Some thoughts: Now that net neutrality has been voted down in the United States

Estimated read time: 3 minutes

I’ve been traveling all day but have tried to keep up on the net neutrality vote in the USA. It can impact so many negatively.

Some thoughts from the road …

With the FCC vote against net neutrality and potentially higher fees down the road, I’m wondering:

Could we live without the internet? Of course this was prompted by several people posting updates about how they could live without the internet. In theory, but think about all the things we do online now:

Email people

Call people


Watch movies

Watch TV

Read the news

Meet new people (Twitter chat, for example)


Share our stories

Some check their food stamp balance

Play games

Learn things

Look up things


I wrote this on the web, distributed it digitally and now you are reading it online.

I’m not so sure it’s possible to live without the internet but what if it gets so expensive after the FCC overturned net neutrality, which before the vote forbad different speeds or costs for different services or sites, that it becomes unaffordable?


AP – the fight is not over

I realize that 56 percent of readers on here are from outside the United States, but I hope the importance of a free-ish internet is important to all. Free-ish because we still have to pay for connecting, hosting, etc. But let’s hope that doesn’t increase because exponentially because of this vote.

Somehow I’m missing something, right? Why would net neutrality ever get overturned? How does that help the people? The small businesses, the bloggers, the startups.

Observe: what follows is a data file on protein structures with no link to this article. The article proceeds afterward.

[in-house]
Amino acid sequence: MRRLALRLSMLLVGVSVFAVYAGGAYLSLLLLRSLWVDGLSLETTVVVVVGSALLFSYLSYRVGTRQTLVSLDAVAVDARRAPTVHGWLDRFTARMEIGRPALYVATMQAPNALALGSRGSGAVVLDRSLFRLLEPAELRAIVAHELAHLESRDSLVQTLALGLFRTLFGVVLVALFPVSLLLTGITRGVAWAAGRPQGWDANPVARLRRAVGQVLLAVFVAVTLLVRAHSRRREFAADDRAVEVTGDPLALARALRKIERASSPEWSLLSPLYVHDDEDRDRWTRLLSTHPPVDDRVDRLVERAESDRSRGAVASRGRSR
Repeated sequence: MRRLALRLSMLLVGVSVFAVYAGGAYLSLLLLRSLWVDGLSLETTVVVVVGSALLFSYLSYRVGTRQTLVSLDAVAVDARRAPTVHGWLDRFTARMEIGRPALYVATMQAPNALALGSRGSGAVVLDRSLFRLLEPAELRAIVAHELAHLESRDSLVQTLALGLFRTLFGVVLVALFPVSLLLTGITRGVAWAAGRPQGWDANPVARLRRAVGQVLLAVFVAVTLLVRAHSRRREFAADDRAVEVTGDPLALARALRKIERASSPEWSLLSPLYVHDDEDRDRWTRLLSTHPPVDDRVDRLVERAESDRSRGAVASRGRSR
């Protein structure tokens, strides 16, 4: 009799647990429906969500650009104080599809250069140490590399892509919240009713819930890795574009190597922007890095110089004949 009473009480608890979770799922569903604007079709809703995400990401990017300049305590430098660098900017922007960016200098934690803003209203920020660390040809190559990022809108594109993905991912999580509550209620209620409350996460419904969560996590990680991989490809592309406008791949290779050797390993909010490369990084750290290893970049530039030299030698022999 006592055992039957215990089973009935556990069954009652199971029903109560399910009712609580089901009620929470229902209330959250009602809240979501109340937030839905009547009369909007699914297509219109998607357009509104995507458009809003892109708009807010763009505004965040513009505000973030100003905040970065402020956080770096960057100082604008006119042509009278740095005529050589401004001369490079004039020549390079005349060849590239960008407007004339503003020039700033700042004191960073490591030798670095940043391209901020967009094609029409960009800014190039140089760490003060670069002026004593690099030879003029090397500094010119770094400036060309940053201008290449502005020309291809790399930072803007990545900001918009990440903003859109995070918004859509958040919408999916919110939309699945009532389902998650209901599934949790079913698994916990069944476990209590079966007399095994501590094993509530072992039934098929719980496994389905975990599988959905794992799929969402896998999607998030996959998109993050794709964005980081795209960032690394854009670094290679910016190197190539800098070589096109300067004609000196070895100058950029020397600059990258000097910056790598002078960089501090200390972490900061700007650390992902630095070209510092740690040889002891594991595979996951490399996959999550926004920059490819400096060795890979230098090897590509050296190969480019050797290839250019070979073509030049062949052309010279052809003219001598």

I loved this tweet from Netflix:

I, for one, would likely(?) have never gotten to close to a half a million views per year on here if I had to pay more for higher speeds.

The web has so much potential for us to be more connected, share our stories and even learn more.

During the 2017 Alabama Senate election, I learned so much. Watching on the web CNN via my Roku Player, I also had my phone by my side and googled things I heard on TV and wanted to learn more about. That included: Sizes of cities, the history of the black belt region and other things.

I also was following the interactive New York Times coverage. The internet allows us to do all of this without ever getting up.

It’s also helped me connect to many industry greats out there.

I don’t see what good this decision does but if you know email me here.

Now, listening to the FCC chairman’s press conference at this link it doesn’t sound it’s bad for the consumers.Here’s an overview from the New York Times.

For now, I hope companies don’t abuse it when and if it can be abuse and maybe our elected officials will change it to whatever is best for us – the people – if necessary.

Of course, many things are not eaten as hot as they are cooked. Or as they are perceived to be.

One can hope, I suppose, but why change something that appears to had been so widely supported?

On the flip side…

In the United States, somebody just mentions gun restrictions, safeguards or whatnot and the National Rifle Association is screaming foul. “If this happens this next thing certainly can help …”

Where are the NRA-type opposers when it comes to internet equality? Ugh. You get the point, I’m sure.

I saw debate before the FCC ruling and after but why didn’t it help?

We need to find a way to stand up to help people use the age of the digital transformation for the common good – and that doesn’t always to charge each other more – if that is actually what ends up happening.

One final thought. As far as I understand it the net neutrality rules weren’t in effect yet so maybe the impact will indeed be minimal but time will tell.